S Korea in shock over US shootings

Vigils held as it emerges Virginia Tech gunman was a South Korean national.

    Many South Koreans have taken to the streets to express their grief at the shootings [GALLO/GETTY]
    According to US Immigration and Customs Enforcement, South Koreans account for about 15 per cent of all foreign students.
     
    Condolences
     

    "I and our people cannot contain our feelings of huge shock and grief"

    Roh Moo-hyun,
    South Korean president

    On Wednesday a march and vigil was held outside the US embassy in Seoul as mourners prayed for the victims.
     
    "I want to express my condolences to the families of the deceased," said Cho Young-chang, Head of the Committee of Korean Pastors of Southern California.
     
    "I'm participating today to apologise, as a true Korean."
     
    South Korea's president has also raised the issue at a meeting of his cabinet.
     
    "I and our people cannot contain our feelings of huge shock and grief," Roh Moo-hyun said during a news conference.
     
    "I pray for the souls of those killed and offer words of comfort from my heart for those injured, the bereaved families and the US people."
     
    One South Korean website set up to offer messages of condolence reported that more than 8,500 messages had been left by midday on Wednesday.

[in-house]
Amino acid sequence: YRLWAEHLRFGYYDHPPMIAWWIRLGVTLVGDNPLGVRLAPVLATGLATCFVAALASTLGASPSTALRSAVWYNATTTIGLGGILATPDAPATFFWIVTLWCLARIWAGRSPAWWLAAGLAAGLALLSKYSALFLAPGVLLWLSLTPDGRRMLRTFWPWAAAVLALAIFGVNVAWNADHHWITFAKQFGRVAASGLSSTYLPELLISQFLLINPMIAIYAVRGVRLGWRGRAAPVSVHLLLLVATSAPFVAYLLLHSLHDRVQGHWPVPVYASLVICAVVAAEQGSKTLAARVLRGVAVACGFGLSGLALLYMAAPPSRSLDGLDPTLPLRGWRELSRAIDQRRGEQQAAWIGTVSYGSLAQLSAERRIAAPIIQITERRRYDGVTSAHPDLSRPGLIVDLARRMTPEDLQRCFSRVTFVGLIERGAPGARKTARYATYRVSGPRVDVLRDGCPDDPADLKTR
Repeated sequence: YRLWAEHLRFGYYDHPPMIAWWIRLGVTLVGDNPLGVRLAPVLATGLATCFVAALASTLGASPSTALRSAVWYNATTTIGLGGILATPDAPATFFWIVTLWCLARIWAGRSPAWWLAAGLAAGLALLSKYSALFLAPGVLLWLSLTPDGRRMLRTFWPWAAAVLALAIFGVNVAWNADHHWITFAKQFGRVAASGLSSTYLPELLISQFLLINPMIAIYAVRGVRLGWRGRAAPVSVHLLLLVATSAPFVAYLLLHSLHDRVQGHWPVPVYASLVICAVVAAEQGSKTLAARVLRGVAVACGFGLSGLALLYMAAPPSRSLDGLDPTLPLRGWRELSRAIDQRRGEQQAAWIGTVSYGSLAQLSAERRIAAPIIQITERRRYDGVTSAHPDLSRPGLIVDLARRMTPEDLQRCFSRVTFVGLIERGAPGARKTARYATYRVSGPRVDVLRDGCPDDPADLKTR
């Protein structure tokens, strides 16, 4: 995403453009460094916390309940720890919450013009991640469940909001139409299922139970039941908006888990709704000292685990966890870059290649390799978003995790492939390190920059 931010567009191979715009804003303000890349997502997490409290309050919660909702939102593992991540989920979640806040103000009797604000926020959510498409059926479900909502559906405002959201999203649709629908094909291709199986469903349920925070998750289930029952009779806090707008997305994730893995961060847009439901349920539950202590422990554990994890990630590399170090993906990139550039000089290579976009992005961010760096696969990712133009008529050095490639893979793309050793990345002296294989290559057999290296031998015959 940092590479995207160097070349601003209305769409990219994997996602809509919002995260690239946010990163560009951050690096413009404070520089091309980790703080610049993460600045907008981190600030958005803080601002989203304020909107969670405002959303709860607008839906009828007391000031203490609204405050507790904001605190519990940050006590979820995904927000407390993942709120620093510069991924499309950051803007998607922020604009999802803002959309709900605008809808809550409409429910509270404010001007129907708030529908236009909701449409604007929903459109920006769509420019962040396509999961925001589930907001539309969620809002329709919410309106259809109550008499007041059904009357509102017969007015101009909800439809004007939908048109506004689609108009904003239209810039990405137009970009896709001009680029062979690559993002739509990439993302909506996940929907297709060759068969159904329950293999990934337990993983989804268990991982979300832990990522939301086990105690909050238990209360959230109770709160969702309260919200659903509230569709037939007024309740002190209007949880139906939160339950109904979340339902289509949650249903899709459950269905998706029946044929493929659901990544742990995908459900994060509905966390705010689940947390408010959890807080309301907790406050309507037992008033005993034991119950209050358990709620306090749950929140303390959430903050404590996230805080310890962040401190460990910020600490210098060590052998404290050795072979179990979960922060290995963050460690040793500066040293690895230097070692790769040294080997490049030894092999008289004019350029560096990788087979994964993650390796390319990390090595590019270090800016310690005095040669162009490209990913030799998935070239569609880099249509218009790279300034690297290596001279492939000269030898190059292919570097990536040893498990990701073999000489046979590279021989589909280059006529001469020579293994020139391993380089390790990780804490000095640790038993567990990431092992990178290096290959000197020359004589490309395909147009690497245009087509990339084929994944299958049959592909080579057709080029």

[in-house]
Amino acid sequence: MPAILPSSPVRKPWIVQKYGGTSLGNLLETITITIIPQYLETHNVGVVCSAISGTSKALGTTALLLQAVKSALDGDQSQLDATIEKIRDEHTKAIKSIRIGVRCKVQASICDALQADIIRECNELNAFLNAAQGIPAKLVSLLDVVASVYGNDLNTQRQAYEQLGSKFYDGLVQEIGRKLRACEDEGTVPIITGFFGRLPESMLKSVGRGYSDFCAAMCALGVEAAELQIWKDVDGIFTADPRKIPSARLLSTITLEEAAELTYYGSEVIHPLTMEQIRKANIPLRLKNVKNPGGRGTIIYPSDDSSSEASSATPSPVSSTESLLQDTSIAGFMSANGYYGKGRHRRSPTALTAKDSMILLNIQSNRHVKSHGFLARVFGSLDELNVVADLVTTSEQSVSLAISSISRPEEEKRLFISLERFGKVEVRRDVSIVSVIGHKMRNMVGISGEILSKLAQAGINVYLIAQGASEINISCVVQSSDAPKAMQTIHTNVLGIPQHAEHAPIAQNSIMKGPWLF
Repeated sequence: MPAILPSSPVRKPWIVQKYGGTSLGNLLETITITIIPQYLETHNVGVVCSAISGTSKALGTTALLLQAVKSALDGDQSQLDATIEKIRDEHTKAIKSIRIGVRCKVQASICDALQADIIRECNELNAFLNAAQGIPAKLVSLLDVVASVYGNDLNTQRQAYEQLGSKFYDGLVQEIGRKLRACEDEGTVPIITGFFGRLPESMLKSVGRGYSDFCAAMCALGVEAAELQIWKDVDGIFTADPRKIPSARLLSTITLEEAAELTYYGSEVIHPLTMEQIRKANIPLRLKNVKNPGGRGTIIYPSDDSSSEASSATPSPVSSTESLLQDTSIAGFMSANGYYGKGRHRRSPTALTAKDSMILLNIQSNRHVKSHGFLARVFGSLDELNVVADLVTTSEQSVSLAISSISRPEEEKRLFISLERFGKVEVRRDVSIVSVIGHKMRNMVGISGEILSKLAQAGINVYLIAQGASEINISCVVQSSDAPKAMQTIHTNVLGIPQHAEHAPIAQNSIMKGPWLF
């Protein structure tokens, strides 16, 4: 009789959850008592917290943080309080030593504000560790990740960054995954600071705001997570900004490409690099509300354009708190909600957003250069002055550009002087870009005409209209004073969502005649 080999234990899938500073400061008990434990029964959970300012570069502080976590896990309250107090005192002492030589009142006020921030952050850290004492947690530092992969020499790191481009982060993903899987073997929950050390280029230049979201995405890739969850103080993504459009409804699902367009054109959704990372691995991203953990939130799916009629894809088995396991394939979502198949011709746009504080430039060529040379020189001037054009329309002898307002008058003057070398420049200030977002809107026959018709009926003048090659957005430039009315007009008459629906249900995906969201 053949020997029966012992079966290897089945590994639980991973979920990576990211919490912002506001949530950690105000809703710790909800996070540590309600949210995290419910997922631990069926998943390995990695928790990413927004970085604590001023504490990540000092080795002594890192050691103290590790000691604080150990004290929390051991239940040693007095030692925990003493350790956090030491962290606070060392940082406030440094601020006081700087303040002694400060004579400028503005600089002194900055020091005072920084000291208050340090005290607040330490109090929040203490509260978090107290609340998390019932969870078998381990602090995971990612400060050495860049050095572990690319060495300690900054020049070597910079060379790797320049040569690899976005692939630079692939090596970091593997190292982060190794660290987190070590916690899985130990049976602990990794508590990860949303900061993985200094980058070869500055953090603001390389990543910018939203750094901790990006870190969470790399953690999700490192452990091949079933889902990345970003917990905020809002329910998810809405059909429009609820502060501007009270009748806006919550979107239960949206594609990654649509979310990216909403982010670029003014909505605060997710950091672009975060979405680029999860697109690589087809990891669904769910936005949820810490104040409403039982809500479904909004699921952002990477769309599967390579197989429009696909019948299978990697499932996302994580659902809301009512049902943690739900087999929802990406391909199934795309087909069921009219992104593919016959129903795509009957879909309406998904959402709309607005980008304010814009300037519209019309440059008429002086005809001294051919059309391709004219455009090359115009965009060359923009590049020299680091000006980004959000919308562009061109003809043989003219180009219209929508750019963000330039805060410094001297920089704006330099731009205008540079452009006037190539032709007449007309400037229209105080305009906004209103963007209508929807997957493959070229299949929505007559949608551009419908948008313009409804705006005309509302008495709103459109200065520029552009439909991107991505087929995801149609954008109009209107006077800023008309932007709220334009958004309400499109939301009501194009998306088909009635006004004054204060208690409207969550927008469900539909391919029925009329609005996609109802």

Better life
     

    Korean newspapers have expressed fears of
    a backlash in the US [GALLO/GETTY]

    The shooting rampage, the deadliest in modern US history, left 33 dead, including the gunman, Cho Seung-hui.
     
    A senior in the university's English department, Cho had been living in the United States since 1992.
     
    According to South Korean media reports Cho's family had struggled to make ends meet and when Cho was eight years old they decided to emigrate to the US in search of a better life.
     
    The family had lived in a rented basement apartment in a Seoul suburb, usually the cheapest unit in an apartment building, reports said.
     
    Gun ban
     
    Although South Korea remains technically at war with neighbouring North Korea its citizens are banned from privately owning guns.
     
     
    In 1982 South Korea was the scene of one of the world's deadliest shooting sprees, when Woo Beom-gon, a police officer, killed 55 people and wounded 35 others in an eight-hour overnight rampage in the southeastern village of Euiryeong.
     
    The shootings were apparently triggered after Woo quarrelled with his live-in girlfriend.
     
    In 2005, a military conscript believed to be angered by taunts from senior officers killed eight fellow soldiers, throwing a grenade into a barracks where his comrades were sleeping and firing a hail of bullets.

    SOURCE: Agencies


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